The body moved, only slightly, shifting on the pavement. Elerie tried to dial her phone as she walked toward the man. The closer she got, the harder it became to comprehend. Her eyes fixated on the body, and fumbled the cell phone. It dropped to the ground with a clinking sound and she regarded it no more.
It was covered in hair, fur perhaps, and was wet with blood. The arm she could see was intact, but it looked to her like the other arm was at best dislocated. She took another few steps and saw one leg bent the wrong way. Upon closer inspection, it became clear that this fact was intentional. The leg was hinged opposite of ours, like a dog… or a goat.
Cold washed over her. A cold like she'd not felt. The way a rain chills you to the bone when the temperature teases freezing, but never quite gets there. She called to it again.
"Can you hear me? Hello? We've wrecked our car. I think my husband is dead. Are you alright? Can you walk?"
The creature rolled to its back, showing a face she hadn't expected. A beautiful face, elongated and with an animal's nose. Black horns curled backward from the broad forehead and tusk-like teeth protruded from the lower jaw like the underbite of a bulldog. The skin was dark and the muscles on the being's chest and abdomen were impressive, although there was a massive wound in between the nipples. His size was intimidating, possibly eight or even nine feet in height.
"I hear you," it groaned. "I wish you'd stop talking.
Elerie was mesmerized by the creature, the fact that it could speak. Nothing about it looked like something that could speak. It was an image from a movie, from a nightmare, but there was beauty there—like she had never experienced. She was at once scared, repulsed and aroused.
"I'm sorry," she said.
"Don't be. Just don't speak. It… hurts."
She took another step closer and felt her heart sink.
"Are you…?" she asked, unsure of what she was thinking. Her mind was clouded, but she didn't know if it was from the wreck, the shock, the carnage she'd witnessed, or the monster laying in front of her.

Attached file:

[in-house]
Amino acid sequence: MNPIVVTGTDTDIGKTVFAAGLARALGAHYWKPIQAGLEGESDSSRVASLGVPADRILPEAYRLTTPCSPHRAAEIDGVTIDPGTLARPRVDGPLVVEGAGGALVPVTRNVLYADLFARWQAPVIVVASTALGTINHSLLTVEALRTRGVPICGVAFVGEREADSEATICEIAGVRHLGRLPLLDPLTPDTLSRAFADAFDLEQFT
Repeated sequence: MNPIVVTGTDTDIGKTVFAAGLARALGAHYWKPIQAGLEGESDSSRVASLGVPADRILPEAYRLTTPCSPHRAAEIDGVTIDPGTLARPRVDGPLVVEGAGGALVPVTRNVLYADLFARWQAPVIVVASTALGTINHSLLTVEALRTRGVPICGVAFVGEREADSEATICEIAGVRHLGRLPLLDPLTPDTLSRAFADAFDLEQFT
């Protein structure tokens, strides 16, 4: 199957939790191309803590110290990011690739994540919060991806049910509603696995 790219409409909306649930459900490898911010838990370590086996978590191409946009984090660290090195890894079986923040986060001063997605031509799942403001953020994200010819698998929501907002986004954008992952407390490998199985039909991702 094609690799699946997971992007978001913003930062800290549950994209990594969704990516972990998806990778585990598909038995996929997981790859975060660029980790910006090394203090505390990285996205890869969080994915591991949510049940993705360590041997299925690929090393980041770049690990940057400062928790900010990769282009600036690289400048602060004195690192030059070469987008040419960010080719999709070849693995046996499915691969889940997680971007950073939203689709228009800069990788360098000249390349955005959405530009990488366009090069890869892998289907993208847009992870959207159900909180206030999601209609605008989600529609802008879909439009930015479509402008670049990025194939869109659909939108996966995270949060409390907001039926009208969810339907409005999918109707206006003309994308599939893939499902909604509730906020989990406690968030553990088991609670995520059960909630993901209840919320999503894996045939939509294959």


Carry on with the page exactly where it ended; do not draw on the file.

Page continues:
"I am," it said.
"Then, how can you be…"
"Injured? Dumb human luck. Same way most things of importance happen. Dumb human luck."
"Will you die?" she asked.
The creature coughed, blinking black, slit eyes. "Yes."
"Then what?" she asked.
"End of the world. At least the recognizable world."
It's words choked, sputtering out like air from a garden hose. "He prevails."
She looks up at the sky, the stars and the crescent moon seem slightly brighter for the moment.
"That's wonderful," she said, smiling blankly at the sky.
"Yes," it said, then laughed a deep laugh. "Light, love and all that. No competition. No surprise. No enjoyment. You might as well be a plant."
She looks back at the beautiful monster, surprise in her eyes and takes another step toward him.
"I don't understand."
"No, you don't. Prayer upon prayer for centuries have asked to do what you have done. None taking into account the truth."
"What is the truth?"
"The truth is, you will never know," it said.
Then the creature's eyes sunk into its head. The flesh pulled tight, splitting and peeling away from its bones and floating into the breeze. Within moments, there was only a pile of dust. Elerie felt her thoughts escaping her, the world escaping her. Everything softened into a comforting light. Comforting at first, then lacking any qualities at all. Then nothing at all.